- 21 Apr 2020 7:51 AM
These are among the findings and recommendations published today by The UN Committee on the Rights of Persons with Disabilities.
A delegation from the Committee visited Hungary in January 2019 and interviewed more than 200 individuals, including persons with disabilities living in small and large institutions, organizations of persons with disabilities, as well as judges, and lawyers, members of the parliament, NGO representatives, academics, and human rights defenders.
“At the time of our visit, some 55,000 persons with disabilities in Hungary were under guardianship, having their rights restricted and with no choice or control over their lives,” said Jonas Ruskus, Vice-Chair of the Committee.
The Committee noted that Hungary had taken measures to transfer persons with disabilities from larger to smaller institutions.
The existing national strategy, however, has yet to dismantle institutional settings and address their extremely harmful and discriminatory effects on children with disabilities’ integrity, family life and wellbeing, the report finds.
“Nearly 25,000 people with disabilities, including children age under 12, lived in institutions where they continued to face isolation from community life when we visited,” Ruskus added.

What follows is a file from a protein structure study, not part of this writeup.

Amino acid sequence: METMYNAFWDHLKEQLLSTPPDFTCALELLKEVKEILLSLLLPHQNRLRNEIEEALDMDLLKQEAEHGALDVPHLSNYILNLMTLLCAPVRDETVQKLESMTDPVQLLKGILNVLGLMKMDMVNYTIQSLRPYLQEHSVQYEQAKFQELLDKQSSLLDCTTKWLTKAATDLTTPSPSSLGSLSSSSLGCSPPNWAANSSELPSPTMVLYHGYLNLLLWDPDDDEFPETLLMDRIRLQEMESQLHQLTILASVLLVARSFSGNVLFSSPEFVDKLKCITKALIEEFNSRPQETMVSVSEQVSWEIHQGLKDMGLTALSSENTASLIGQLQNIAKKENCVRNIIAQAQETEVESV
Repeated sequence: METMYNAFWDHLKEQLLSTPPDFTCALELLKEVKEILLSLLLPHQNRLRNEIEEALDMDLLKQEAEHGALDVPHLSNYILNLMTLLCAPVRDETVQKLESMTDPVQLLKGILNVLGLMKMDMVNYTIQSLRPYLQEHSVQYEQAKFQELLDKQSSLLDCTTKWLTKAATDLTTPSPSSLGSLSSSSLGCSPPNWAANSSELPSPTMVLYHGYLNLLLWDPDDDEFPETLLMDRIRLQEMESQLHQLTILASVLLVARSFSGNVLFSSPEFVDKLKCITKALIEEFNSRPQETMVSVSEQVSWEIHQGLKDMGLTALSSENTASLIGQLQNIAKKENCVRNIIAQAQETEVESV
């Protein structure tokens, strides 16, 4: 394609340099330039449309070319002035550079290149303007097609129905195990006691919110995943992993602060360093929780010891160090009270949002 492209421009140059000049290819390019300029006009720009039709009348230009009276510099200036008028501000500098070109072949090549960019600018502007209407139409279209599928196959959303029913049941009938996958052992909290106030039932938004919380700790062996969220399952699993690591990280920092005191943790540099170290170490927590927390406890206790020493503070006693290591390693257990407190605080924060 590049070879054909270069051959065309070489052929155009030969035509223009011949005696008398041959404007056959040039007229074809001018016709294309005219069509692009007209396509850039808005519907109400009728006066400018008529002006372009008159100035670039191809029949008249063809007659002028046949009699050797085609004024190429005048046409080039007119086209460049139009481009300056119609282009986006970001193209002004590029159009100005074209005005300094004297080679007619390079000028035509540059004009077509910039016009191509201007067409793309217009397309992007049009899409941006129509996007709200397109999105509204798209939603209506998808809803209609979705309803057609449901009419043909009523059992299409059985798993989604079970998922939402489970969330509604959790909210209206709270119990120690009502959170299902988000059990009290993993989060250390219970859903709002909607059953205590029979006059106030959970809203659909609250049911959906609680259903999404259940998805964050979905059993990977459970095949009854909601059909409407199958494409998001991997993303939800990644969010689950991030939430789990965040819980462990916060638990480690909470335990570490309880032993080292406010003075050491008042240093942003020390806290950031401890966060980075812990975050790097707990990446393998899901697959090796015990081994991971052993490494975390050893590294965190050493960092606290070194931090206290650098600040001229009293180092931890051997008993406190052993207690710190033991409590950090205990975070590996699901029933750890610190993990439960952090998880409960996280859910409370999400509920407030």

The Committee found that despite Hungary’s steps to expand social protection measures and allowances, people continue to rely on institutions to look after their family members.
“We are told that it is really hard for children with disabilities and their families to get support in the community, so they are often placed in institutions, which can be extremely difficult,” said Committee member Robert Martin who was part of the delegation.
The Committee also expressed concern about prevailing stereotypes of persons with disabilities, which result in inequality and discrimination. At the time of the inquiry, about 90 per cent of persons with disabilities under guardianship were denied their right to vote and to stand for election.
There is also a persistent paternalistic approach towards persons with disabilities among the judiciary and the legal profession, which interprets the Civil Code restrictions on legal capacity, and the right to vote of persons with disabilities as a “measure of protection”.
“This discriminates against persons with intellectual or psychosocial disabilities and also impedes the transformation from an out-dated medical approach to the human rights model of disability,” said Ruskus.
The Committee found violations of the rights of persons with disabilities to equal recognition before the law, to live independently and be included in the community, and to equality and non-discrimination in line with the State party’s obligation under the Convention on the Rights of Persons with Disabilities. Hungary ratified the Convention in 2007.
The Committee’s recommendations include abolishing guardianship regimes, ending institutionalisation on the basis of disability, providing reparations for persons with disabilities seeking redress for being institutionalised, and redirecting financial resources, including from the European Structural and Investment Funds to support independent living and inclusion in the community.
“If the Committee’s recommendations are put in place, it will make a difference to the lives of many children and adults with disabilities and their families in Hungary,” said Martin.
The full report and the observations of Hungary can be found here.